Excerpts from 1492 and all that!
Henry the Navigator of Portugal trained and despatched explorers to many parts of the world.
But going south down the African coast had an issue. A headland, Cape Bojador, defined their exploration limit at the time. Its rough seas and the loss of previous ships around its point led to conjecture that there were sea monsters present.
In 1434 one of Henry’s navigators Gil Eanes was the first to pass Cape Bojador which is located in today’s Western Sahara. Although not at all impressive on a map, this place was previously the limit of European geographical knowledge to the south.
Eanes made one attempt and failed, but Henry urged him to try again and on that attempt he did make it around the cape, collecting some exotic plants to prove his achievement. A third trip with Afonso Gonçalves Baldaia in 1435 penetrated some two hundred kilometres further south than the cape. Baldaia would press on further in 1441 to reach Cabo Blanco (a peninsula of Mauritania in Western Sahara).
Portuguese explorers sailed further down the African coast every few years and had reached the Sénégal River by 1444. This meant they had travelled beyond the desert coastline and reached a vital river that passed through the goldfields of Ghana and Mali.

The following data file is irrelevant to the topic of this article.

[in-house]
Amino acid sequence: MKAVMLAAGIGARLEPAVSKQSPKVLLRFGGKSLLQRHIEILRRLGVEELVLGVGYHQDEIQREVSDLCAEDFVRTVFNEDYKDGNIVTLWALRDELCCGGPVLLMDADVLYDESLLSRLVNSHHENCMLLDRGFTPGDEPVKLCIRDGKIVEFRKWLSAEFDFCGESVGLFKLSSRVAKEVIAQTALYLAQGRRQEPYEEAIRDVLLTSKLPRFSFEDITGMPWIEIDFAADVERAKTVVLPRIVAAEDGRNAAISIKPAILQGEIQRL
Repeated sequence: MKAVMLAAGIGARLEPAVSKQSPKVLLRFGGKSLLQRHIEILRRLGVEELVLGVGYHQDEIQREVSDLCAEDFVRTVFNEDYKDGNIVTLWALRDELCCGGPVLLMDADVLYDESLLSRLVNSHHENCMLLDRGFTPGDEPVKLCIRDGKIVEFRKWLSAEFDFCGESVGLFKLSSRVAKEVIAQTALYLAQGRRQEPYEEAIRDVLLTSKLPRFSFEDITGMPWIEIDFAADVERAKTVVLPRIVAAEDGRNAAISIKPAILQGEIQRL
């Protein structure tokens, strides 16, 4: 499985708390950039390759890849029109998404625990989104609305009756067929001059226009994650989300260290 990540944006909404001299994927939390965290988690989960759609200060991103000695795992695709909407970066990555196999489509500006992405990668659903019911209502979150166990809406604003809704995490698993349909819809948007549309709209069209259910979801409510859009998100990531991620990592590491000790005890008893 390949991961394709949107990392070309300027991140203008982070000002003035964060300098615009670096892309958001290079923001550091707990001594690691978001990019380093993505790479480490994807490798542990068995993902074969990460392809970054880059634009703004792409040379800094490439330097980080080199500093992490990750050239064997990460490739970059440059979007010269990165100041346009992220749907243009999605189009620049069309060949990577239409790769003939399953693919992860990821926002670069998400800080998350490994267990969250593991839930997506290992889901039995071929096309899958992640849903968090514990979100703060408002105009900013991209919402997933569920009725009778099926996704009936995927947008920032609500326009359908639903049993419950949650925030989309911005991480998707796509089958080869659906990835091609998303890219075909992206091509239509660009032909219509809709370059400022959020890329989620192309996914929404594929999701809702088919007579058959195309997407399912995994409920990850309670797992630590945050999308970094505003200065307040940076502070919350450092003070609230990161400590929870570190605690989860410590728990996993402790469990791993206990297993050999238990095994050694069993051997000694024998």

Local traders called it the ‘River of Gold’. Arab cartographers believed it linked with the Niger River to create an east-west single river system which they named the Western Nile.
But this was not the first exploration of the coast. The 1300 Mappa Mundi of Hereford clearly shows the river as Nilus Fluvius. Entertainingly, there is a picture of giant ants digging gold from the river’s sandy bank.
Hanno and the beasts
In fact this river was visited by Hanno II of Carthage back in 450 BCE when he sailed out through the Pillars of Hercules. He took sixty ships and established seven colonies along the west coast of Africa. Carthaginians traded between there and the Mediterranean right up until Carthage was destroyed by the Romans.
In the Gulf of Guinea Hanno encountered an island populated by rough-skinned, very hairy and ferocious people. They were unable to capture a male because they rapidly climbed cliffs and threw stones down at them, but they managed to trap three females. These females fought so strongly that they were forced to kill them, before skinning them and taking them back to Carthage.